LinkedIn Contacts adds an extremely simple CRM system to LinkedIn, allowing you to manage your contacts and your interactions with them inside LinkedIn. While it doesn’t have the robust features that a larger company needs in its CRM, such as pipeline forecasting, for a one-person business, consultant, or independent, this might be the only CRM you need.
LinkedIn has become an amazing repository of contact information – deeper and richer than anything you would create yourself – and your contacts keep it up-to-date for you! That makes it a great foundation for contact management.
The new capabilities are the result of LinkedIn’s acquisition of Connected in October 2011 – for people like me, who really liked Connected and have been waiting to see what LinkedIn did with it, this is a very exciting addition to LinkedIn.
Here are four tips for getting started and using LinkedIn Contacts.
1. Sync your contacts.
The first time you enter LinkedIn Contacts, it guides you through the process of adding contacts. As you visit other people’s profiles, it’ll advise you how to use it.
Here’s a little tip before proceeding. If you sync an address book with another resource (iPhone contacts with Google Contacts, for example), you may not want to sync both. You’ll have a lot of duplicated information for the contacts that appear in both. After the initial set up, you can access Contacts anytime from your LinkedIn menu.
If you sync your contacts, you will be able to see your interactions with any individual on their profile page, regardless of whether you emailed them, messaged on Facebook, or used LinkedIn’s email. If you don’t sync, you will only be able to see the interactions that have taken place through LinkedIn.
2. Get alerts to connect.
The feature provides recommendations of who to contact based on recent job changes and birthdays. LinkedIn emails you this information, so you don’t even have to log in. (You can change this in your communications settings.) Sending congratulations and birthday wishes gives you a good excuse to connect. You have the choice of sending your message through the LinkedIn network or your email application.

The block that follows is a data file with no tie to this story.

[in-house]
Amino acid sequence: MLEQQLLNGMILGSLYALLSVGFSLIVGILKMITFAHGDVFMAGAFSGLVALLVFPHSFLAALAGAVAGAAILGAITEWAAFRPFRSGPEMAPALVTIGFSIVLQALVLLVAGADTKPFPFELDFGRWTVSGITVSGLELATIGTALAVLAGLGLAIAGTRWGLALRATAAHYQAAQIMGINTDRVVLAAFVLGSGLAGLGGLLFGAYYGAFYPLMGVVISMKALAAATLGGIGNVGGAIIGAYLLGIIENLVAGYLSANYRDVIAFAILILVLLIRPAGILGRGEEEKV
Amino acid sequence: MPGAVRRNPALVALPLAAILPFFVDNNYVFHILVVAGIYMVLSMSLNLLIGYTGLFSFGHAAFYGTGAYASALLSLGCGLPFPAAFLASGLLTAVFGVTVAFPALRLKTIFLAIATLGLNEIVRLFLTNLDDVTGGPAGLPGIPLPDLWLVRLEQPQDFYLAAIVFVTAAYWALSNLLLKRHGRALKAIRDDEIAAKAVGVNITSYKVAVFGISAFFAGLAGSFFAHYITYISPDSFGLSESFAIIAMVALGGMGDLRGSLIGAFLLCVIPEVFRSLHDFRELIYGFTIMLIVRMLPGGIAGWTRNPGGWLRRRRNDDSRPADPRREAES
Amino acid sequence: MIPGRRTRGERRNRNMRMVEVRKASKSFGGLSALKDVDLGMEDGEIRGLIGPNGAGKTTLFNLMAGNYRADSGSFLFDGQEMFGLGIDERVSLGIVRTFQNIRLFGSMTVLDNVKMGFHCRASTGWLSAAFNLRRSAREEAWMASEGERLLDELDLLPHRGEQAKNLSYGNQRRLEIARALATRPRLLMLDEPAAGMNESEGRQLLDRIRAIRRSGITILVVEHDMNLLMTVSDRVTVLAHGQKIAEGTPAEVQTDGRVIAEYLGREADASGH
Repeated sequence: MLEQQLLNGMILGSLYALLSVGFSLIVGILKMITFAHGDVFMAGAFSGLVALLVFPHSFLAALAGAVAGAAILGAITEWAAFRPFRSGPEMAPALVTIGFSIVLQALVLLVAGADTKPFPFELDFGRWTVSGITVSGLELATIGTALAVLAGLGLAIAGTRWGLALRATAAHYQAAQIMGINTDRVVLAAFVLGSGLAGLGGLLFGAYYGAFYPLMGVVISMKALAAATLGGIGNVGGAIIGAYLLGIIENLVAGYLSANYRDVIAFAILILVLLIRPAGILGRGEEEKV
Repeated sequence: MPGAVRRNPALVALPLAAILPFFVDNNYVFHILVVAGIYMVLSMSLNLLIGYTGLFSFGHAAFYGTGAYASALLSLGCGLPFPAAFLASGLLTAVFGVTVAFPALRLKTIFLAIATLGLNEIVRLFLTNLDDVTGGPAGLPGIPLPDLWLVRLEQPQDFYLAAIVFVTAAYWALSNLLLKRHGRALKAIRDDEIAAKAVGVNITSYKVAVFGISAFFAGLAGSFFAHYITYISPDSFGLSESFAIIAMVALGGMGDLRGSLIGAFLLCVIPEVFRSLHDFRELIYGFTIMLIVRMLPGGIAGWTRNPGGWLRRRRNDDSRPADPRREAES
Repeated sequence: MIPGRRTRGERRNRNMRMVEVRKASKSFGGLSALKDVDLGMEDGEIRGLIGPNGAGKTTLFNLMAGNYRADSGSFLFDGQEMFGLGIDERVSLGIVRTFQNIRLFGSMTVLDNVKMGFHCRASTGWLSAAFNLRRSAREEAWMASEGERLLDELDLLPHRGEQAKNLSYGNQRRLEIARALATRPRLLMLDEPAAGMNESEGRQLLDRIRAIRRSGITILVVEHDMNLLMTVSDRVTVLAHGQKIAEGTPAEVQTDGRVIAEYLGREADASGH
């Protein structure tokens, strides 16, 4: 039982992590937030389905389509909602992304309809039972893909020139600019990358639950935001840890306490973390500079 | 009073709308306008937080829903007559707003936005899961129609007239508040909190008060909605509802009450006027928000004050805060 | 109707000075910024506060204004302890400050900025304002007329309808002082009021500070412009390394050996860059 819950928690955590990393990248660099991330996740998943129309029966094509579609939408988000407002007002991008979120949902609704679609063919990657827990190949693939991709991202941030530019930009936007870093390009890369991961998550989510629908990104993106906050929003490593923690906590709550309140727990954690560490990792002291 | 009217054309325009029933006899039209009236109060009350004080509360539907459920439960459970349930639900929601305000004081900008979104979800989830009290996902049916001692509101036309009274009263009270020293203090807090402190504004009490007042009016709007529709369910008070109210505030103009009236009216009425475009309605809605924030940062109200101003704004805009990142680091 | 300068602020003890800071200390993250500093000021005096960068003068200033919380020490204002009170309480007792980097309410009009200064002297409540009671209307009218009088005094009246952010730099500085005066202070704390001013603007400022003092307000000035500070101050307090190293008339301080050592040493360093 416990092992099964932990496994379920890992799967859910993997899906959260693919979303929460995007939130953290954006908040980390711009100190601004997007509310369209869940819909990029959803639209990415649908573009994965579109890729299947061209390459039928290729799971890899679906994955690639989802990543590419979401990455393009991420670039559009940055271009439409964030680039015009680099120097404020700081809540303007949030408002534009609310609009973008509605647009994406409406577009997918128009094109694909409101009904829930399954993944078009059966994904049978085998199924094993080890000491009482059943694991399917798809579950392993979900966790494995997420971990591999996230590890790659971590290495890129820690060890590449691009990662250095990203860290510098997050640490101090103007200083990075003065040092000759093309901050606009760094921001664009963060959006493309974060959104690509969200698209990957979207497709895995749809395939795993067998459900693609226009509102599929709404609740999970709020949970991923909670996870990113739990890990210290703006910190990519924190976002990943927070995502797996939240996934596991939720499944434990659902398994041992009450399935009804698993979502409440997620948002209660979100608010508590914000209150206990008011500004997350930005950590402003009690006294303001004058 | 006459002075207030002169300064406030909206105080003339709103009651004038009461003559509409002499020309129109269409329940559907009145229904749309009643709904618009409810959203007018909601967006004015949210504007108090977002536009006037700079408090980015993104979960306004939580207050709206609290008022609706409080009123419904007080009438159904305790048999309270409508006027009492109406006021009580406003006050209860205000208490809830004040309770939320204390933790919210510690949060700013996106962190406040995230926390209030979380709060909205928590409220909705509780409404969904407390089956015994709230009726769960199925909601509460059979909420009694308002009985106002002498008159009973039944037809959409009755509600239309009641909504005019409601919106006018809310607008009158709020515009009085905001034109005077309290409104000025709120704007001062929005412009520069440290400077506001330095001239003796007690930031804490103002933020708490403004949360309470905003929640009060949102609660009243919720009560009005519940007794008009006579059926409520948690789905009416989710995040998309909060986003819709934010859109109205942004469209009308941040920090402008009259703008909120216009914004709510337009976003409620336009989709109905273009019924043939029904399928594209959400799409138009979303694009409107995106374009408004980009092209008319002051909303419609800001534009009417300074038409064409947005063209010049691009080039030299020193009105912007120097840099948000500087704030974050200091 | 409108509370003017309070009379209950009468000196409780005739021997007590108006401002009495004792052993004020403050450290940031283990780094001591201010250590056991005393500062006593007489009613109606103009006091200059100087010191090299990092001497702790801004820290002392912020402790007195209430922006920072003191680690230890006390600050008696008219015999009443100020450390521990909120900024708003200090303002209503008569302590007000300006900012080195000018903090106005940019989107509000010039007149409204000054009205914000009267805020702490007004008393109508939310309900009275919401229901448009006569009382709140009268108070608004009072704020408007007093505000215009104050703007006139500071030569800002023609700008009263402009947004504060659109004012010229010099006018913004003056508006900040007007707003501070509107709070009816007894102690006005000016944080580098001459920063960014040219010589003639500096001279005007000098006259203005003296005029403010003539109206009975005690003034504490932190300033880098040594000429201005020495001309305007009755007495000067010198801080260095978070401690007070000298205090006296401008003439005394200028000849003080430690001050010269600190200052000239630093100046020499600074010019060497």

When you wish to stay in contact with someone, you can receive reminders on a regular basis, such as weekly, monthly, every three months and so on.
3. Sort contacts in new ways.
You can sort contacts by recent conversations, newest additions, alphabet, company and location. A neat feature is the ability to sort by lost touch, which does exactly as it sounds: displays contacts you haven’t connected with for the longest time. However, it won’t be perfect as it might not be aware of your corresponding elsewhere.
If you’re looking for an insider in a specific company, you can view a list of companies to find the company to see your connections who work for the company. If you’re targeting CMOs, view the list of job titles to identify connections in marketing executive roles. Planning an event? Check out locations to select the city where the event will be held to see who may be interested in attending or contributing.
While viewing a person’s profile, you can add notes about the person, set up a reminder to follow up, note how you met, add tags and edit contact information. All information you enter is visible only to you. So don’t worry about making a personal note such as the person’s favorite restaurant or food allergies. (This ensures you don’t send gifts with nuts in it to someone who has a nut allergy.)
LinkedIn Contacts simplifies CRM and helps you build and maintain your business relationships. It’s an exciting feature that will enhance your relationships. Next time before you contact or meet with someone, review the person’s profile for notes, including your most recent correspondence.